On paper, the Lamu Port South Sudan Ethiopia road is one of Kenya’s biggest projects aimed at opening up northern Kenya, a vast area whose vast economic potential is yet to be tapped because of infrastructure challenges.
But in some areas in Lamu, Tana River and parts of Garissa counties where the road cuts through is a heartless land, a dangerous jungle where marauding Al-Shabaab gangs have recently been calling the shots.
The road project, which is part of the Sh17.9 billion Lamu Port-South Sudan-Ethiopia-Transport (Lapsset) Corridor project, has a total length of 453 kilometres.
Apart from the 257km Lamu-Ijara-Garissa stretch, the project also comprises the 113km Hindi-Bodhei-Basuba-Kiunga road and the 83km Ijara-Sanghailu-Hulugho section, all of which cut across the terror-prone Boni forest region that straddles the three counties. The entire project is being constructed by the China Communications Construction Company (CCCC).
Attacks using Improvised Explosive Devices (IED), Rocket Propelled Guns have made the road one of Kenya’s most dangerous as insecurity posed by Al Shabaab keeps growing.
The series of attacks targeting security vehicles started in 2017, according to investigations by Nation.
The Lapsset road is suspected to be filled with improvised explosive devices, making it dangerous, even to the military or security agencies traversing this route.
Swabir*, not his real name, has been working on the road project in Garissa for the last three months.
He wakes up at 5.30am and proceeds to start his daily routine.
“The food cooked is split into three. Dinner, breakfast and the other leftovers, which I carry with me to work for lunch. This is because the area we work in is far from our residential places. Also, at the construction sites there are no food stalls that we can depend on,” says Swabir.
After his breakfast, he proceeds to work where they are ferried by various vehicles.
By 6.30am they are expected to be at their respective workstations.
“Excuses are not allowed. If you are late, you are sent back home. If for instance a car you were driving gets a puncture because roads are bad you get reprimanded,” he adds.
He says from the residential areas to the construction sites is approximately 20 kilometers through lush green vegetation and forested area on both sides of the road.
Swabir reveals most of the workers, aside from the recurrent attacks by the Al-Shabaab militants, fear the bosses since they harass them. Another challenge they face is the harsh weather conditions.
“The jobs are up for six-month renewal contracts. Majority do not complete the term as they do three consecutive months and give up in between,” says Swabir.
But why would anybody risk their lives and choose to work there?
“The jobs pay a lucrative sum of money. We have categories and each has a different pay. An engineer is paid more than Sh100,000 while mechanical technicians, drivers and others are paid between Sh40,000 to Sh50,000,” he says.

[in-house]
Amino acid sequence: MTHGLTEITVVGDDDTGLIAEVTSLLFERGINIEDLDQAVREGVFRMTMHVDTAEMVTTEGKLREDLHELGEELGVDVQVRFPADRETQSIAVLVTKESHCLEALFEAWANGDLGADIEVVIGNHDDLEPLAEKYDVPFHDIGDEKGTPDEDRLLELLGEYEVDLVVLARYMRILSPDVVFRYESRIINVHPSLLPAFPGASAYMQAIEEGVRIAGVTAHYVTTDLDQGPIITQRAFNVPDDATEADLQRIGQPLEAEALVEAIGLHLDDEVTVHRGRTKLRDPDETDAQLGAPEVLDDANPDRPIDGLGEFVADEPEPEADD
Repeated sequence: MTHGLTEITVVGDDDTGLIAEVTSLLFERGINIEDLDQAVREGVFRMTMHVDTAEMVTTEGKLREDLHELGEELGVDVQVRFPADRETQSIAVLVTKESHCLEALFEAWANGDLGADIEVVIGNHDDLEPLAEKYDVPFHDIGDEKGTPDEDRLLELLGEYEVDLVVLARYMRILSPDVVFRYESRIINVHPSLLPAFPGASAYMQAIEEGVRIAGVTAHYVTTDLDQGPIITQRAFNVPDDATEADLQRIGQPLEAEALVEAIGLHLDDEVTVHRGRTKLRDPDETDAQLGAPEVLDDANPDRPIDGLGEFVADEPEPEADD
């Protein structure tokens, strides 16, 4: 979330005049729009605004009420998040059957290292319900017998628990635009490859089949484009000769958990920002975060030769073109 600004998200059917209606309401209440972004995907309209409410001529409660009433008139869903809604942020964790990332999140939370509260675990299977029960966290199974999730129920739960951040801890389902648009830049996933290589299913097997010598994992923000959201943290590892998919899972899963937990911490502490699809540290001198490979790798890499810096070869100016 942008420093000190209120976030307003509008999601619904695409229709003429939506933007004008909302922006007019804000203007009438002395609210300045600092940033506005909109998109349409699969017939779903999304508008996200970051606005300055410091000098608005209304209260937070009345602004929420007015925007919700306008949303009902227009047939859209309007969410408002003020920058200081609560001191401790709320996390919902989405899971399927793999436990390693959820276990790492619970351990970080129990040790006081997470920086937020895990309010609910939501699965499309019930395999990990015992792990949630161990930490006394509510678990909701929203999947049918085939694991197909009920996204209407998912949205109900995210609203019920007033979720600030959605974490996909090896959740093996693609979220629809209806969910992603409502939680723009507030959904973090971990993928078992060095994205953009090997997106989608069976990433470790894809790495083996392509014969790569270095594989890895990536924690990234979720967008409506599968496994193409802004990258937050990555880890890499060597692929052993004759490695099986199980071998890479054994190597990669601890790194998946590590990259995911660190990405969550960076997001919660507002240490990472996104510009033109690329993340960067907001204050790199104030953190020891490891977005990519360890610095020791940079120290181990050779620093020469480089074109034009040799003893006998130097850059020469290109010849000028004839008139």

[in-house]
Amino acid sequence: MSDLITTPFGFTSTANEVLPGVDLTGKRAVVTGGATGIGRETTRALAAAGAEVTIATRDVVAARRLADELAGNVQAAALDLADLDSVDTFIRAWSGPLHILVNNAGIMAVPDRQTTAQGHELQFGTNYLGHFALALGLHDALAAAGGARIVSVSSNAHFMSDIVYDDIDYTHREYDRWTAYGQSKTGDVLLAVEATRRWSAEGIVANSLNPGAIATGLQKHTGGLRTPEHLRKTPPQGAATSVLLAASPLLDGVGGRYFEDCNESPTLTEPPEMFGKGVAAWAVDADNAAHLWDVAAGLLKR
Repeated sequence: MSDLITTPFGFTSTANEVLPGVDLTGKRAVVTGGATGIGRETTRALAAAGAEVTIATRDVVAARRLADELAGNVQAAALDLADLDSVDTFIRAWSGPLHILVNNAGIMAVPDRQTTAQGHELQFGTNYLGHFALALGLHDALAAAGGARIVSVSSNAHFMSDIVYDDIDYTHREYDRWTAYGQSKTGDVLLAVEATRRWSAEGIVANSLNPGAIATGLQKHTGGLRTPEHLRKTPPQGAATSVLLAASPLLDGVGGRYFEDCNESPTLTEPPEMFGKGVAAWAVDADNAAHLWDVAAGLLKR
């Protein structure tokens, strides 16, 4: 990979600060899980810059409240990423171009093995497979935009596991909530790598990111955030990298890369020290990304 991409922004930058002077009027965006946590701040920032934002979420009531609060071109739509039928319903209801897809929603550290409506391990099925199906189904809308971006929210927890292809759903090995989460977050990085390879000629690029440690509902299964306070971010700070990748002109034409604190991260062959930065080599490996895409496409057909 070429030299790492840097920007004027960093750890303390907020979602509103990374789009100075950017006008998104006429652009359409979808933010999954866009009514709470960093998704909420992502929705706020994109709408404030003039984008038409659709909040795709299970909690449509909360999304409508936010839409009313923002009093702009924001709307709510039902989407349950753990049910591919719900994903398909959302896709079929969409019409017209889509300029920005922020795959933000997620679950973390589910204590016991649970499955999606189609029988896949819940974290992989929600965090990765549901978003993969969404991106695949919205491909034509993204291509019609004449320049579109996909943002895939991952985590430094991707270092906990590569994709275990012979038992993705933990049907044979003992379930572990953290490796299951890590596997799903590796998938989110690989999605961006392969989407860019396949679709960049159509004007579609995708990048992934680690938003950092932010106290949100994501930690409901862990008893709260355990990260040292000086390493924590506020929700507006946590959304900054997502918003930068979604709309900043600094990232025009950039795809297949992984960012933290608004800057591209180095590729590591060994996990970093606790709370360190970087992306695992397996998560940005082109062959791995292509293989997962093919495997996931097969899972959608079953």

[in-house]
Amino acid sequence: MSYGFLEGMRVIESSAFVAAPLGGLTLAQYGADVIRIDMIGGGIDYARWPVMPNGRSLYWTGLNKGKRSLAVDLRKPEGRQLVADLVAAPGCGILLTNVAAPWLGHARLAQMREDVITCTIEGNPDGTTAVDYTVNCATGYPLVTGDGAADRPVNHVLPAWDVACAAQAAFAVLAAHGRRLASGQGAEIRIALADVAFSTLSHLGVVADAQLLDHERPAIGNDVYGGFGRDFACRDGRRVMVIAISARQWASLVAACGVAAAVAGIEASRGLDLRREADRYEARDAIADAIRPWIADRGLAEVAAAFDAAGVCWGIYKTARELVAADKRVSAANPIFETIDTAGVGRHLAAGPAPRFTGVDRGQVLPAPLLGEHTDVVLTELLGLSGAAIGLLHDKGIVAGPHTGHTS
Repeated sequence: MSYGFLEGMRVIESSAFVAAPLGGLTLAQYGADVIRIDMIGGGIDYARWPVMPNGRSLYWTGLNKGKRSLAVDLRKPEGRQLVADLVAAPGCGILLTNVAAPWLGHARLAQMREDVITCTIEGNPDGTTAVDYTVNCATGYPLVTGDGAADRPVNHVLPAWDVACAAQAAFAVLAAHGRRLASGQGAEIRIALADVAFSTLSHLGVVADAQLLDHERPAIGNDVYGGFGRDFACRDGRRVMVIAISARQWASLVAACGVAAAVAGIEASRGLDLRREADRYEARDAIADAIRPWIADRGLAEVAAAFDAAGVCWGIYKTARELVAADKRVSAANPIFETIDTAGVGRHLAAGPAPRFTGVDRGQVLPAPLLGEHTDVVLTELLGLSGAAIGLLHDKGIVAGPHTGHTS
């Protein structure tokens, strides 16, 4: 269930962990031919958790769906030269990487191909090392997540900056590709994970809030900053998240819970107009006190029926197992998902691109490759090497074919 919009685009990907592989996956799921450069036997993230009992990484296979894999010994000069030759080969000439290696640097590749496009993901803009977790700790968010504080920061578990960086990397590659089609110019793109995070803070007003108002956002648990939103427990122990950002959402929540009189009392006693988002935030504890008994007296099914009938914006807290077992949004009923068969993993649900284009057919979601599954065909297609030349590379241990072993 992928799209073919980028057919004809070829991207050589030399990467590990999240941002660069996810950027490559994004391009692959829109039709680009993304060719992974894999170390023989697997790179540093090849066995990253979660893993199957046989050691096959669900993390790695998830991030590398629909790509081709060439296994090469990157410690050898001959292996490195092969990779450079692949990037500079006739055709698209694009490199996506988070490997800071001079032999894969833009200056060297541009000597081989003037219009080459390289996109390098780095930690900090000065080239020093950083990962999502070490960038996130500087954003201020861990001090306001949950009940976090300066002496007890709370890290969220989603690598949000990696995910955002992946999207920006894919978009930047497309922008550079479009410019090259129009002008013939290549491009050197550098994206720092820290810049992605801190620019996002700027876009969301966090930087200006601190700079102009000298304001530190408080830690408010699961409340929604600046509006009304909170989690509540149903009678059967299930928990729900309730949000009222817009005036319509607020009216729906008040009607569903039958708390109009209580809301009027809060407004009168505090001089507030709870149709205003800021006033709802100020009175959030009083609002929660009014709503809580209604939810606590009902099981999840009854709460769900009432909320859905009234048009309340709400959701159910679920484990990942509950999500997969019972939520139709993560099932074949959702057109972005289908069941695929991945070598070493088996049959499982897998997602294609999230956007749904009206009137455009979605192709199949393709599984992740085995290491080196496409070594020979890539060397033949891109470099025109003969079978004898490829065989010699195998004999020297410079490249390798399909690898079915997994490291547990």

They leave the working stations around 4pm and arrive at their residential areas around 6.30pm.
Following recent numerous attacks by suspected Al-Shabaab militia groups, Kenyans have taken to social media ranting out the ‘dangers’ that the Lapsset corridor access road pauses.
Last week, a roadside explosive killed three Kenya National Highways Authority (Kenha) engineers after the vehicle they were in hit an Improvised Explosive Device (IED) on the Lapsset road.
In December, about six kilometers from a Chinese construction site on the LAPSSET project in Bura East, Garissa County, a vehicle was hit by a rocket propelled grenade after missing a roadside explosive, two people died, a police officer and a civilian.
In January 2021, Lapsset road construction works had to be suspended for over three months owing to rising cases of terrorist attacks. Later in March after heavily armed Al-Shabaab militants ambushed a site in Majengo area of Boni forest and killed five construction workers and injuring three.
The assailants also burnt down construction vehicles and several motorcycles belonging to casual labourers.
Lamu West Deputy County Commissioner Gabriel Kioni said the government has done all it takes to ensure the few select areas where incidents of terror attacks along the route have been witnessed are secured.
Mr Kioni, however, blamed a section of wananchi who he accused of providing hideouts for the enemy every moment they conducted attacks.
He said they have exerted much of their efforts in gathering intelligence within the concerned areas to help combat the enemy.
He said incidents of recurrent attacks on the concerned areas will only be eliminated if members of the public will fully cooperate with the security agencies by providing information that will aid in the war on terror.
“In places like Nyongoro, we have the GSU and special forces officers operating there. The problem we’ve seen is that the enemy always ‘evaporates’ within minutes after conducting attacks. We believe the enemy isn’t from far. They are operating from within, and someone is even helping them to maneuver. We call on mwananchi to avoid hiding criminals. Let them provide information so that the enemy can be completely eliminated from this place,” said Mr Kioni.
At a meeting with Lamu leaders on Wednesday, Interior Cabinet Secretary Kithure Kindiki pledged that the national government will move with speed to ensure crucial issues contributing to Lamu insecurity are fully resolved.